I’d Die For You & Other Lost Stories by F. Scott Fitzgerald

[Scribner; 2017]

It can pay to be wary of offerings that appear in a puff of posthumous magic, bearing adjectives like “lost” or “previously unpublished/unreleased”. Often this material fell down the back of the sofa for a reason. Once the thrill of having an impossible new release from an artist that’s joined the choir invisible has worn off, it’s fairly obvious why the work was left unloved so long amongst the lint, crumbs and fingernails.

There is, however, a class of creatives so revered that their most cringe-inducing failures hold fascination for those of us that get to view them in the context of a whole life’s work. F. Scott Fitzgerald of Great Gatsby fame is such a one.

I’d Die For You… is a collection of unfinished drafts, movie pitches and short stories rejected or uncollected. The quality of the work is patchy and the book made more patchwork still by the mishmash of formats – single chapters of stories that weren’t developed, multiple drafts of the same story, plots for slapstick comedies that mercifully never made the screen. People looking to crack Fitzgerald’s short stories for the first time are probably better off tracking down a copy of Babylon Revisited or Flappers and Philosophers.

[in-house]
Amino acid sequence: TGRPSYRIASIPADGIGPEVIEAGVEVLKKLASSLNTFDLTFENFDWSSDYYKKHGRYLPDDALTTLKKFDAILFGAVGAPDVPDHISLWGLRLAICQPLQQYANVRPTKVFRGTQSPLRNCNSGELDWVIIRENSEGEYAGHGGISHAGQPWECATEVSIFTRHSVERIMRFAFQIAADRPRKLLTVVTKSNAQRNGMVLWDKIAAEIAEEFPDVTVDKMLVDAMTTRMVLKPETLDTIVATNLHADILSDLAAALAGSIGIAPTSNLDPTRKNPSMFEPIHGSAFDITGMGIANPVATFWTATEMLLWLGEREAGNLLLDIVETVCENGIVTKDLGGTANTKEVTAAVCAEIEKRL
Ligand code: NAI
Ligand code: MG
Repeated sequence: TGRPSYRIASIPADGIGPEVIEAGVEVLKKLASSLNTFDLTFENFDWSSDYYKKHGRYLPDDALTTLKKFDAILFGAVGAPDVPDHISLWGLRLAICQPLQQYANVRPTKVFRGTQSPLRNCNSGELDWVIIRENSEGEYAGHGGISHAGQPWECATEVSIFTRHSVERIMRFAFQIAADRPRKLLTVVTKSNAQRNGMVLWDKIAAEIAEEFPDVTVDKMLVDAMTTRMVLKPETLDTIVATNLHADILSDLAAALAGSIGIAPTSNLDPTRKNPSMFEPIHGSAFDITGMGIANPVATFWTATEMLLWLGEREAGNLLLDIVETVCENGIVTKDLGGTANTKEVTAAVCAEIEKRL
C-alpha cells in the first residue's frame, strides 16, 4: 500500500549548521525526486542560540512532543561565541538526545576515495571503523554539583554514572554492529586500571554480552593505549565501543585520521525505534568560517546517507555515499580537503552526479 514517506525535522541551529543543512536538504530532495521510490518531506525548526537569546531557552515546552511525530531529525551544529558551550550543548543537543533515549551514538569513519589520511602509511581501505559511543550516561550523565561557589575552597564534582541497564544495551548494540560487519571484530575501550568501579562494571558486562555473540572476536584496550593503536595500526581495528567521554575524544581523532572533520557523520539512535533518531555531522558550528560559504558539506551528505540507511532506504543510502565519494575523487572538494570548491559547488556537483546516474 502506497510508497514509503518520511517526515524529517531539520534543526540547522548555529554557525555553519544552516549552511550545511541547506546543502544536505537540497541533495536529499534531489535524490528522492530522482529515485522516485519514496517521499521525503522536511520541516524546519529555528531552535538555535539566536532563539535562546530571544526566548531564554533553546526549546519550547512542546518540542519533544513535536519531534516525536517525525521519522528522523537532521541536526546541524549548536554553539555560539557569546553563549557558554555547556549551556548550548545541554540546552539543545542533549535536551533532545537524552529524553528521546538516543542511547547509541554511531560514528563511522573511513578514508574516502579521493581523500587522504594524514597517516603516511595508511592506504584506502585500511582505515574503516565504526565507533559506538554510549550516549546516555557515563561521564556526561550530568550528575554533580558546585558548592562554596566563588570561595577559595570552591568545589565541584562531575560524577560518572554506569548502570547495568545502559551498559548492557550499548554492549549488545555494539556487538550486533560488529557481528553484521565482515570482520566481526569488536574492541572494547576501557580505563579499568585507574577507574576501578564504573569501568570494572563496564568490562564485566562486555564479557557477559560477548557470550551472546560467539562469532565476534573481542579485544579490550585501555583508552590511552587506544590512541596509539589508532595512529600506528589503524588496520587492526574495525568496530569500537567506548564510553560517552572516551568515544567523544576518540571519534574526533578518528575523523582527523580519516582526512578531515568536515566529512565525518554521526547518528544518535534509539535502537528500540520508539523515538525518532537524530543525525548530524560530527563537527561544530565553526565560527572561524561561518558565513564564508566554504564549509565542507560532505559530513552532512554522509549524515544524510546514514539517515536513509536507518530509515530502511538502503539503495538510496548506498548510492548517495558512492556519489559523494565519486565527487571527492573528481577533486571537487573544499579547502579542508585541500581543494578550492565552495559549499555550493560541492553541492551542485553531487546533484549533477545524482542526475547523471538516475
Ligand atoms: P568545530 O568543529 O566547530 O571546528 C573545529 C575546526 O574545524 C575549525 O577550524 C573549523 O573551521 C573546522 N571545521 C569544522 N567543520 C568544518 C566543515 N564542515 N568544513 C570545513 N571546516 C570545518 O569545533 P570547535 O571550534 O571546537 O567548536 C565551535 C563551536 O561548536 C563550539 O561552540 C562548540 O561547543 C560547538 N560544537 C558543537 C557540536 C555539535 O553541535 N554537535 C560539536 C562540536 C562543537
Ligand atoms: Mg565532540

But if you’ve already been sucked in by Fitzgerald’s trademark glitter over melancholy, world-ending parties propped over a yawning abyss by unfinished people and vacuous love, I’d Die For You… is a welcome tug back into the vortex. And the kudos goes not to Fitzgerald but to editor Anne Margaret Daniel, who introduces each story with scene-setting information about Fitzgerald’s turbulent career, complex relationships and state of mind.

The stories might be half-finished but nestled amongst photos, excerpts from rejection letters and scribbled-on manuscript pages they become part of the larger narrative of Fitzgerald’s life. I’d Die For You reads as much like a biography as a collection of short stories. In it we see Fitzgerald grappling with Hollywood, the grim emotionally abusive spouse that he circled back to when money was tight. We see the gauntlet of doctors and mental health clinics he and Zelda Fitzgerald weathered reflected in fictional quacks and farcical rest homes. And we see Fitzgerald trying desperately to break free of the boy-meets-beauty corner he wrote himself into during his early career. This results in a few truly odd stories that begin down the garden path of young love before an abrupt pivot into the lesser-known grove of burning school children and visceral torture.

It’s a pretty sad story, all told. But fans of Fitzgerald are bound to be fans of the tragic, and here we have one more piece to the puzzle of a man who will forever be a little unfinished.


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